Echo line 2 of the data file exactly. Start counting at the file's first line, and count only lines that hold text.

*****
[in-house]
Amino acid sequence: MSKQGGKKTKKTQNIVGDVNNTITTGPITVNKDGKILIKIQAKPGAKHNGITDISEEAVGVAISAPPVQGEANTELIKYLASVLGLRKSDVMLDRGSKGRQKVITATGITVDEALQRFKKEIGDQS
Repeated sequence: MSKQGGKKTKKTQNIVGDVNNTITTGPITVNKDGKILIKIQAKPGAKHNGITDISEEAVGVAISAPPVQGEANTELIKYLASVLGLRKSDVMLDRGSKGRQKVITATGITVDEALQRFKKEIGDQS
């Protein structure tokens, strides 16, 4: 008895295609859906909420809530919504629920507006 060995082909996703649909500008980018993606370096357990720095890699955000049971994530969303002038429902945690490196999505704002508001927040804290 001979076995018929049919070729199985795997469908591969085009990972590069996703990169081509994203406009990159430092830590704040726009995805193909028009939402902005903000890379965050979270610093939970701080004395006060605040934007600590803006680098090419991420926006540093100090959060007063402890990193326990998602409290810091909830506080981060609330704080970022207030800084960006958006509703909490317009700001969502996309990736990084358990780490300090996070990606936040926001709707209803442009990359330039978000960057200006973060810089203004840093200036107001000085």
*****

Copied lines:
Amino acid sequence: MSKQGGKKTKKTQNIVGDVNNTITTGPITVNKDGKILIKIQAKPGAKHNGITDISEEAVGVAISAPPVQGEANTELIKYLASVLGLRKSDVMLDRGSKGRQKVITATGITVDEALQRFKKEIGDQS